Senior Johnson ready for the Big Leagues

At the age of five, Brashad Johnson picked up his first baseball. Since then, thanks to people like his mom, Jacquieta, and his favorite MLB player, Alex Rodriguez, Johnson has done unthinkable things, compared to all the other exceptional athletes at his level.

As a freshman, he was one of very few, in his class of 2008, to make the BSM JV baseball team. However, sophomore, junior, and this up-and-coming senior year, Johnson has, and will be, the starting shortstop for the varsity team.

He said he plays shortstop, and sometimes second base, because, “I have pretty good glove work and a strong arm. I also have a lot of range and make smart decisions.”

Because of Johnson’s successful play the last few years, he was asked by the Atlanta Braves (yes, the actual Atlanta Braves) to attend a tryout of theirs this past summer. At the actual tryout, Johnson said, “they tested how fast you ran, how you can field ground balls, and how hard you can throw [the ball] to first base.”

Johnson credits Ryan Collins, the former BSM head coach, for making him the player he is today.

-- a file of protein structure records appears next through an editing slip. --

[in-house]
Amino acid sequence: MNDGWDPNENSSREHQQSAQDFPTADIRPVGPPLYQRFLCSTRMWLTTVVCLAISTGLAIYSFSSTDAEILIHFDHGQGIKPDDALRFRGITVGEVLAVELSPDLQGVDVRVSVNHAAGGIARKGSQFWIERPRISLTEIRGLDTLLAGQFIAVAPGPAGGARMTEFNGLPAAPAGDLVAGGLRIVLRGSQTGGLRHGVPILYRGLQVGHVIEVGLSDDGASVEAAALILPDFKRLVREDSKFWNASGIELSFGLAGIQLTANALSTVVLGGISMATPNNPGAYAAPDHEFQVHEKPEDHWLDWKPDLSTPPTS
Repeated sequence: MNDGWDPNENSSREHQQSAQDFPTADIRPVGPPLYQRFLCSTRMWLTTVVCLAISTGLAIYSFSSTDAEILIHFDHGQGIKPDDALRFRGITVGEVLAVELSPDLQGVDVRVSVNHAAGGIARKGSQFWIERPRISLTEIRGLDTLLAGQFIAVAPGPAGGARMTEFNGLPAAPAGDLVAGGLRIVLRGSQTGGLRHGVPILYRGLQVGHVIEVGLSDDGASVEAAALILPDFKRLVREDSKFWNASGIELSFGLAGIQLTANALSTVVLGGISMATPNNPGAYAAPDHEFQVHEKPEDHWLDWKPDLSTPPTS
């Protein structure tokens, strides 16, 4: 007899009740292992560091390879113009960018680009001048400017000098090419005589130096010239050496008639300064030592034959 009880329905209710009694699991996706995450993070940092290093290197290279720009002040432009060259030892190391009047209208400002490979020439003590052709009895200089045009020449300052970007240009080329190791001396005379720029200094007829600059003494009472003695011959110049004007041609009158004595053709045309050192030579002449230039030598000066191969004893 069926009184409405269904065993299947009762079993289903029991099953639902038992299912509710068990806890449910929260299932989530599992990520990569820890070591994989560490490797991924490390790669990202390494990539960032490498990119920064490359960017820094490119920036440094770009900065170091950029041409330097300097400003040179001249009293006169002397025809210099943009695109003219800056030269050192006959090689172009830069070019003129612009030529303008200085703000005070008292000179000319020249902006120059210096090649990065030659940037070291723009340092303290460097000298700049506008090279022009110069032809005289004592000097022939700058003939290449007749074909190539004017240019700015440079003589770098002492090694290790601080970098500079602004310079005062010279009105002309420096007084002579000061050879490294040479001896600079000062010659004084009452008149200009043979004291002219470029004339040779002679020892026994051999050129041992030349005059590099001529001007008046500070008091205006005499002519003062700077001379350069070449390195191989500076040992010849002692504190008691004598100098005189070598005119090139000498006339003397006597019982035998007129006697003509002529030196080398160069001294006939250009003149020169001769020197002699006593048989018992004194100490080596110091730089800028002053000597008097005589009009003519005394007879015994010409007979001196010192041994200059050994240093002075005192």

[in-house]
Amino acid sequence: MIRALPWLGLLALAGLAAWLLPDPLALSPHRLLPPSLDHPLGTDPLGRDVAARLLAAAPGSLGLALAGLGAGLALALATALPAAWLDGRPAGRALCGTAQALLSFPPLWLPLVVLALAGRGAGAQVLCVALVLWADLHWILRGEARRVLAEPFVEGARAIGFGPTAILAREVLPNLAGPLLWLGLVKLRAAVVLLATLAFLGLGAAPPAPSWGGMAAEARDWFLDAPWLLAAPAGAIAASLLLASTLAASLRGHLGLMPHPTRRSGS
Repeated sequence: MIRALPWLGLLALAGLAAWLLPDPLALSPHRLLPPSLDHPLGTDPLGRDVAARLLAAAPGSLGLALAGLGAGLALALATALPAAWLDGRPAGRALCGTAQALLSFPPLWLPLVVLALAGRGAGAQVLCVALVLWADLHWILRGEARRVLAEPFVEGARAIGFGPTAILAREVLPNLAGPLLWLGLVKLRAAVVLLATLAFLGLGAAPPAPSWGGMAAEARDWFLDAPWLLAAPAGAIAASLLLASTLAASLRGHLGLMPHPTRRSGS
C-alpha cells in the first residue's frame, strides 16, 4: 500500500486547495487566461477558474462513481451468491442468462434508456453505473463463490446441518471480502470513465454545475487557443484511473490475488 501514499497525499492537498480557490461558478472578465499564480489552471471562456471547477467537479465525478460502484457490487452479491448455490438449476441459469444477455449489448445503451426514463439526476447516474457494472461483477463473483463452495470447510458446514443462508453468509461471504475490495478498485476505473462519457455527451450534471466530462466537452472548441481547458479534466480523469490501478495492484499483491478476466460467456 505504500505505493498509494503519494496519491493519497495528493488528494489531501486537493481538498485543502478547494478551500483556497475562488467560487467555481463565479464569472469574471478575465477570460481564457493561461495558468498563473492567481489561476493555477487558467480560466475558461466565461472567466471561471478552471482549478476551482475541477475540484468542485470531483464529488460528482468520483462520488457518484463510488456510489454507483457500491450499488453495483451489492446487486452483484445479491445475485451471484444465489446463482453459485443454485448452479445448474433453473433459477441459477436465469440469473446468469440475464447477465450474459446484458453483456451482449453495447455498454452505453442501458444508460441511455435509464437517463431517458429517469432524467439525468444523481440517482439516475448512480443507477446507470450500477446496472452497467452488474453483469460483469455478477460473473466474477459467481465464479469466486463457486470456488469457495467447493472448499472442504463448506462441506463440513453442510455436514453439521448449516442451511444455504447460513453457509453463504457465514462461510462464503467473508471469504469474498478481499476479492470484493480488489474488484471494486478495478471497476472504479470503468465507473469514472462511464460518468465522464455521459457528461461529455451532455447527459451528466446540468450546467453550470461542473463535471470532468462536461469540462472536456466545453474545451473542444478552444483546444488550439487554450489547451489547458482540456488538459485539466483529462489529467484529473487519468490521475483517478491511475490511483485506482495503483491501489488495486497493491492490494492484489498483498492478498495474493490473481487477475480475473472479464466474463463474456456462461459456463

“He has helped me a lot with my game, and told me what I need to do to play at the college level,” he said.

Speaking of playing at the college level, a number of colleges have been looking at Johnson to play with him, as well. A few of these schools are Butler University, University of Minnesota, University of Michigan, and Michigan State.

As a result of having such outstanding talent, an athlete like Johnson can never rest. During the off-season, he will still be found working on his game.

“I mainly hit the weights with Drew Breyer,” he said. “I am also playing in a lot of tournaments on the weekends, all over the U.S. Until the season starts, I am also doing hitting clinics on Saturdays and Sundays.”

It was at one of these very tournaments that Johnson experienced his most unforgettable moment in baseball, at a tournament held in Apple Valley, Minnesota, called the Apple Valley Louisville Slugger Wooden Bat Tournament.

“I hit two homeruns in one game with a wooden bat, then the next week I was named Star Tribune athlete of the week,” he explained.

It is no question that with the time and determination that Johnson has put into his beloved game of baseball that he has a very promising career ahead of him. As for his plans for the future, he said.

“I want to play college baseball at the Division I level, or play junior college baseball. Hopefully, I will then get drafted [into the MLB] after my senior year.”

Kira Schneider, Student Life editor